The overarching goal for a CISO is to protect the organization’s information and assets from security threats and vulnerabilities. A typical day might involve managing and overseeing the organization’s security operations and strategies. Overseeing the implementation of security protocols and technologies, monitoring network and data security, and responding to security breaches or incidents.
The CISO is also charged with developing and implementing security policies and procedures, training employees on security best practices, and staying up to date on the latest security threats and trends and continuously assess and improve the organization’s security posture. Additionally, the CISO may spend time collaborating with other members of the organization’s leadership team and working with external partners and vendors to ensure the security of the organization’s systems and data. Ultimately, the CISO’s primary goal is to ensure the confidentiality, integrity, and availability of the organization’s information and systems.
The strength or performance of a cybersecurity program is often measured in terms of the organization’s ability to protect its information and assets from security threats and vulnerabilities. Common metrics include the number and severity of security breaches or incidents, the effectiveness (read awareness, adherence, conformance, # of exceptions) of security policies and procedures, the level of employee awareness and compliance with security best practices, and the organization’s overall security posture.
To achieve a high performing program, a CISO needs to have:
In addition, a CISO’s success and the success of the cybersecurity program will be much greater if he/she is able to align the organization’s security strategy with its business goals and objectives and build strong relationships with other members of the leadership team and coalitions with other departments or external partners.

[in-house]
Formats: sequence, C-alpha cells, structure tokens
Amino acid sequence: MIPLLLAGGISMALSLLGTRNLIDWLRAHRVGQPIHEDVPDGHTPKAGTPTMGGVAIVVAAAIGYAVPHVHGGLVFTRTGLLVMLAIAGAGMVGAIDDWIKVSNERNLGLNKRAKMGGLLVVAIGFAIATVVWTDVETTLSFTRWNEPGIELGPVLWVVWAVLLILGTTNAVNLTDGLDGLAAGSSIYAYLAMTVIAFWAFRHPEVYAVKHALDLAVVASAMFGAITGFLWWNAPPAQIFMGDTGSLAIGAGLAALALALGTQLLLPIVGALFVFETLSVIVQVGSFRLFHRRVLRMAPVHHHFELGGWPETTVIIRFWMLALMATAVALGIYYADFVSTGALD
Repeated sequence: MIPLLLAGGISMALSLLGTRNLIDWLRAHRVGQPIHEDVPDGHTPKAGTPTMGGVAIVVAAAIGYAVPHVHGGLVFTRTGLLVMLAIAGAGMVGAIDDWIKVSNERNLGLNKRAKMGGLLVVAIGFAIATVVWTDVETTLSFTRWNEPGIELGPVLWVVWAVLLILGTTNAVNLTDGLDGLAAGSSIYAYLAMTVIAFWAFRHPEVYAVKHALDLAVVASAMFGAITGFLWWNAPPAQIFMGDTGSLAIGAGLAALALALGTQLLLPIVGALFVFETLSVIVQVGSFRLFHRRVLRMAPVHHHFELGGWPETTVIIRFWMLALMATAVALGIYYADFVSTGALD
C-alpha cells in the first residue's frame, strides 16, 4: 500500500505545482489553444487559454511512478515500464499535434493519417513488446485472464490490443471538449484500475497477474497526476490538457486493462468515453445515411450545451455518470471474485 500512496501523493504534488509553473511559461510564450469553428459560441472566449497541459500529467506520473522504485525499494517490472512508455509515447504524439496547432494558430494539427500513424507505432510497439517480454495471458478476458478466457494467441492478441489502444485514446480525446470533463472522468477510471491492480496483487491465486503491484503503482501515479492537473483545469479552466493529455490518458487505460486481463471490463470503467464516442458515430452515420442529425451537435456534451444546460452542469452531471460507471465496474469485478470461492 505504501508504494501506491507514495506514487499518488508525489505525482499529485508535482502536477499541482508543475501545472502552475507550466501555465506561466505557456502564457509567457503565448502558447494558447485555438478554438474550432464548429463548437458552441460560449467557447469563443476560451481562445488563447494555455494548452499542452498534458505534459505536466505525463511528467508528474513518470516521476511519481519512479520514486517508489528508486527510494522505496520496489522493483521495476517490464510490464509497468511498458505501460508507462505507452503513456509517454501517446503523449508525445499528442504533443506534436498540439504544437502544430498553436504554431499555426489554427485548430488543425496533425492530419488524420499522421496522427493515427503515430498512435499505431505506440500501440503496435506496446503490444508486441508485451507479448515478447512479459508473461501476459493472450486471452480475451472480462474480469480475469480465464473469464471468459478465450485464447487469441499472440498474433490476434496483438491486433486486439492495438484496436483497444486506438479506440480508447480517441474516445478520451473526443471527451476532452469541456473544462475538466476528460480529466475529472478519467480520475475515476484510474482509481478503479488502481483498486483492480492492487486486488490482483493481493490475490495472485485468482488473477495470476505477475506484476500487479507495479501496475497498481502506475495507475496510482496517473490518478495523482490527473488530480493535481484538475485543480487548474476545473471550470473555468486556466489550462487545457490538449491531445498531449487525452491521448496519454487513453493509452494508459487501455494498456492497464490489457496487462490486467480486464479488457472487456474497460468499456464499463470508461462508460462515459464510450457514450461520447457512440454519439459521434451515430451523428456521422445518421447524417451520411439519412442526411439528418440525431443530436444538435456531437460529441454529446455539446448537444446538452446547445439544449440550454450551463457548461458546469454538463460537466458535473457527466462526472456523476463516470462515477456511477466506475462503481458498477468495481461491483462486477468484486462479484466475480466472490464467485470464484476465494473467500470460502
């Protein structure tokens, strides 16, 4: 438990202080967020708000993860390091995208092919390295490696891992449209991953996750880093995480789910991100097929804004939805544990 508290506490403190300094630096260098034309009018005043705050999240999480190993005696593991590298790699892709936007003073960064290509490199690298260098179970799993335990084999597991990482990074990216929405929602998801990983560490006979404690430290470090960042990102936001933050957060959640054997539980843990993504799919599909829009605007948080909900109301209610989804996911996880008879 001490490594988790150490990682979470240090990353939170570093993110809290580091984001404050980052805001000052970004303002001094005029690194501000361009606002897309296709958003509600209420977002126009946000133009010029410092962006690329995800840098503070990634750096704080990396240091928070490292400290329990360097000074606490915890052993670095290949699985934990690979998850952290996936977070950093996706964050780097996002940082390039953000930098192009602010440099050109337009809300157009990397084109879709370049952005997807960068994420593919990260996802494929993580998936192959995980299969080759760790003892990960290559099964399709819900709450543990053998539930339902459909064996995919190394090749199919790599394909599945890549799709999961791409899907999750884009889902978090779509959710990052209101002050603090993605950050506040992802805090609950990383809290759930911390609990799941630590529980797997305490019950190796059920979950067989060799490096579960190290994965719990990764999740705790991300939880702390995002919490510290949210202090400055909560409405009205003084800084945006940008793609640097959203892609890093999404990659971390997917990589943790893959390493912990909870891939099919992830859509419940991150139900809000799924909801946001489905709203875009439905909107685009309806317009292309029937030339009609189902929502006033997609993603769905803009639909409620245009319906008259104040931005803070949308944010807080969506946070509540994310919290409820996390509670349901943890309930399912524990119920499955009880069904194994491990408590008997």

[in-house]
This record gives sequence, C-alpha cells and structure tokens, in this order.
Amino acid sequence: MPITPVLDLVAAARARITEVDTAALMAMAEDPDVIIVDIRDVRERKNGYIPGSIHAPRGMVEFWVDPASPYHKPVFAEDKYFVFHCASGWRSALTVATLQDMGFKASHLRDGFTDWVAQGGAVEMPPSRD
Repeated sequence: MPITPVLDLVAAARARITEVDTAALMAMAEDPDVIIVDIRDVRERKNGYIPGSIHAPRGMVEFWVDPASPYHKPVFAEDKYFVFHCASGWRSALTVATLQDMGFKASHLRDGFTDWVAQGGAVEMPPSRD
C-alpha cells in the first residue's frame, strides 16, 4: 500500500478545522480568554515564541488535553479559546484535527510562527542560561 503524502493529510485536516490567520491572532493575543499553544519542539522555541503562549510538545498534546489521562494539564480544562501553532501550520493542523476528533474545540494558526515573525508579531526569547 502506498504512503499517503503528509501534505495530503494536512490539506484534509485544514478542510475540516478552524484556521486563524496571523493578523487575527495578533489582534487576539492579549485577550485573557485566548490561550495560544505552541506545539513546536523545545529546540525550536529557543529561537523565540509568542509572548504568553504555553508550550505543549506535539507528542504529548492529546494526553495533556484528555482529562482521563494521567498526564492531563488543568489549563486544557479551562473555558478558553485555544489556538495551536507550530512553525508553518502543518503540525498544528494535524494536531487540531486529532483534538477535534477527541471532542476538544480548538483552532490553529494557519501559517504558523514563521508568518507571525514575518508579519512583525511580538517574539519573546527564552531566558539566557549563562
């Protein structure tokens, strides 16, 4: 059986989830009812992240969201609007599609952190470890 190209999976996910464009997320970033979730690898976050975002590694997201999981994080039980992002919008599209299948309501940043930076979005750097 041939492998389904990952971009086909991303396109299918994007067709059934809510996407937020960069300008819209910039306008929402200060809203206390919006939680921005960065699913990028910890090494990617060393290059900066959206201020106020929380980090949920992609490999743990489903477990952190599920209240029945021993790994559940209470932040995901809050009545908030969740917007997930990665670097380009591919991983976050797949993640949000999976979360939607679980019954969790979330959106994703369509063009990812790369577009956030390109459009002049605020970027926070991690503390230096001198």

As with most leadership positions, The CISO should be mindful of potential challenges and pitfalls that may be encountered. For example:
The CISO is sometime but not always part of the organization’s leadership team and may receive support from other members of the leadership team, including the CEO, CIO, and CTO. The CISO is typically supported by a team of security professionals who help with implementing and managing security practices and technologies. Being supported by the company’s employees, or at least trusted, is sometimes overlooked. It can be very tough to implement practices without the support of the staff in the company.
As a friend of mine used to say: “You don’t have to play the game, but you gotta know the rules.” So last but not least, a smart CISO will often have a cast of characters outside the company, which includes external partners, vendors, and trusted advisors, who provide security-related services and technologies but more importantly, critical advice. The trusted advisors serve the ever-important role of being a sounding board and resource for the CISO’s internal political game of getting budget, staff or even an office with a window!
Today’s successful CISO is a business savvy and strong leader with a sufficient amount of technical expertise and knowledge (or sidekicks) and with the ability to think strategically and adapt to changing circumstances and maybe most importantly, excellent communication skills.
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Stig Ravdal is the President & Founder of Ravdal, Inc., a leading cybersecurity strategy and solutions company. He is widely considered an expert in the field and is available for speaking engagements.
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